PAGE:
The differences between IGRAs and TST results are reported in various studies. Chapman et al [33] compared invitro assay with TST in Zambian individuals. Sellam et al [34] found that the IGRA was significantly less affected by immunosuppression than the TST in patients with RA. Matulis et al [35] reported that QFTGIT results were significantly associated with the presence of LTBI risk factors in patients with auto-immune diseases receiving immunosuppressive drugs, including anti-TNF alpha inhibitors.

Studies show that positive results on the IGRA have a greater association with TB risk factors than positive results on the TST, suggesting that the IGRA has better sensitivity and specificity than the TST.[27] The limiting factor for the use of IGRAs in high burden, resource limited countries are the high material costs and the need for laboratory infrastructure and trained personnel. [12] Martin et al evaluated 150 patients with inflammatory arthritis with a minimum BCG vaccination rate of 82%. They reported a concordance between the two IFN-γ assays of 98.4%. Kleinert et al have studied 90 rheumatic patients. [36] The agreement between the three tests were of 83.1% (k=0.44). Bocchino et al. compared the performance of two commercial interferon IFN-γ assays: TSPOT.TB and QFT-GIT with TST for the detection of LTBI in patients with RA, psoriatic arthritis and inflammatory bowel disease, and concluded that INF-γ assays may confirm positive TST results and reveal additional cases of LTBI in selected patients, when TST false-negative results are suspected. [37]

In conclusion, TST response is suppressed in patients treated with immunosuppressive drugs, and there is low moderate agreement between the IGRAs and TST in patients with inflammatory diseases. Clinicians should pay particular attention to immunosuppressed patients with negative TST and indeterminate IGRA test results and always consider individual clinical factors more heavily than equivocal test results. Our study shows that the IGRAs are more accurate than the TST in diagnosing latent TB infection among a high risk population of RA patients. Several screening algorithms have already been proposed. One of them has suggested replacing TST with a dual IGRA strategy (Elispot assay and QFT-G). Another dual testing strategy based on both TST and IGRA results has also been proposed. [30] However further studies are needed to validate these strategies.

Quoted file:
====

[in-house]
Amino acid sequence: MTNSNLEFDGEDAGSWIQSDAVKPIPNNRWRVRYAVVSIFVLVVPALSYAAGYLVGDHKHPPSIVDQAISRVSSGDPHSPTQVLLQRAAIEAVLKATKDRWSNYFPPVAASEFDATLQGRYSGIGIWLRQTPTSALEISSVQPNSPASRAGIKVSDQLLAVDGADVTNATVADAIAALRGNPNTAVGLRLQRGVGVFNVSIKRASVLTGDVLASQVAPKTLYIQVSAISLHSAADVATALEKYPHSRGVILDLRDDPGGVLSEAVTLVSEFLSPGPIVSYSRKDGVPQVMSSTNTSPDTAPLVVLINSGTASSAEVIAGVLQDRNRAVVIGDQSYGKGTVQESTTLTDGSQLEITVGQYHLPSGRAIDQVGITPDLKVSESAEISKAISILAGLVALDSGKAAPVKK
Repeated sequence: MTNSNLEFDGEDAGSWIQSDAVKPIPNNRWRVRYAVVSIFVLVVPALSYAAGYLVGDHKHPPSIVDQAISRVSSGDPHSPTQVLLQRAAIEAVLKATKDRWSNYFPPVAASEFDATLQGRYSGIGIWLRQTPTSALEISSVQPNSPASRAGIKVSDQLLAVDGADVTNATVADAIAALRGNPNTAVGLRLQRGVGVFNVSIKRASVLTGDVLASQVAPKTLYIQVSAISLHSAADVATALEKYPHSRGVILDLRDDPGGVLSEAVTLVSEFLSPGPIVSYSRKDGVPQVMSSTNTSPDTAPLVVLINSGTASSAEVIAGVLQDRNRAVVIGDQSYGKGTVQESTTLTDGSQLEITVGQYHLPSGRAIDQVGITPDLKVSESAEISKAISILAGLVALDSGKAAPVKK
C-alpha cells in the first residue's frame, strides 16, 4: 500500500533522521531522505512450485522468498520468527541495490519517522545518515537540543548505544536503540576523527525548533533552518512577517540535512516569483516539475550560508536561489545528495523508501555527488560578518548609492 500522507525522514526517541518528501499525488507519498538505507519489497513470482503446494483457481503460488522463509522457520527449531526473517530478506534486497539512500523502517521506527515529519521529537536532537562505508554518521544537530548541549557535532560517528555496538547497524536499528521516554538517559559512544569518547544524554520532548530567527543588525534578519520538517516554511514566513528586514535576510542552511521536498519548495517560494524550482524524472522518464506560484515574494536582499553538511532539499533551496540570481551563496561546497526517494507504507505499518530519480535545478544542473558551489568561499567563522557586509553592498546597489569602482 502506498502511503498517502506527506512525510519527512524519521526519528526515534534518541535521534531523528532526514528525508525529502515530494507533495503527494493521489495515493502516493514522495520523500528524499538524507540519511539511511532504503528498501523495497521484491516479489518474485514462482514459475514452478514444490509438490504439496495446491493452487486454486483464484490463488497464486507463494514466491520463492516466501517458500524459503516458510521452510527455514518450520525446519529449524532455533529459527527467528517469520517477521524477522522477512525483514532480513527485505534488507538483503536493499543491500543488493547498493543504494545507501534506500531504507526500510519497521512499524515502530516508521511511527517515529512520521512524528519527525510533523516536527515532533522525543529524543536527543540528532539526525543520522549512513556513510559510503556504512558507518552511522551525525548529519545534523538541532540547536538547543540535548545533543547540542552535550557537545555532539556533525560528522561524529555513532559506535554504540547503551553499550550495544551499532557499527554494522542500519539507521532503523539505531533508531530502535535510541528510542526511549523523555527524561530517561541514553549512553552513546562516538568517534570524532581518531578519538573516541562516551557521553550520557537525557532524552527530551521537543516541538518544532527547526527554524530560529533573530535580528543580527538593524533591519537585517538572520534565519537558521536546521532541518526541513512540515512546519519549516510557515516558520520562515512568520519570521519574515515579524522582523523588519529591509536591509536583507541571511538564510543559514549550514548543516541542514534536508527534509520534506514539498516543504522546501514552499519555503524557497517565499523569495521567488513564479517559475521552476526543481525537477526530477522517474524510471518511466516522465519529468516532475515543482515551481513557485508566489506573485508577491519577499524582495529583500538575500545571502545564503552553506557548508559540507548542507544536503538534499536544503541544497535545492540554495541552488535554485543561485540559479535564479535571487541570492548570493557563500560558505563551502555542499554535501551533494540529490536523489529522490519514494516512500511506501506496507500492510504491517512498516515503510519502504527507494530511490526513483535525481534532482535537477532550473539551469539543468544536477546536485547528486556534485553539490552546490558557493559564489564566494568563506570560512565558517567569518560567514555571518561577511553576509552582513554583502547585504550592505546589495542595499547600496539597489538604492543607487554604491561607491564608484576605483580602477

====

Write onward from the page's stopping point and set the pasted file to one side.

The authors wish to thank: The Director and the Management of Sir H. N. Medical Research Society for the Funds, the Scientific Advisory Committee of Sir H. N. Reliance Foundation Hospital and Research Centre for sanctioning the Project and the patients for participating in this project. Special thanks to Department of Chest Medicine, BYL Nair Hospital for their patient’s recruitment and collaboration for supporting this project and Hinduja Hospital, Mumbai, Microbiology department for the special diagnostic test.
Ms. Shradha Borukar: Conducting the necessary tests, analysis of the data and writing manuscript.

Dr. Arun Chogle: Principal Investigator and Conception of the project, recruitment of the patients and excellent clinical inputs during the conduct of the study.

Dr. Jyostna Joshi: Co-Investigator, recruitment of the patients and excellent clinical inputs during the conduct of the study.

Dr. Sudha S Deo: Co-Principal Investigator, Conception of the project and finalizing the manuscript.
Conflict of Interest
There is no conflict of interest between any of the authors.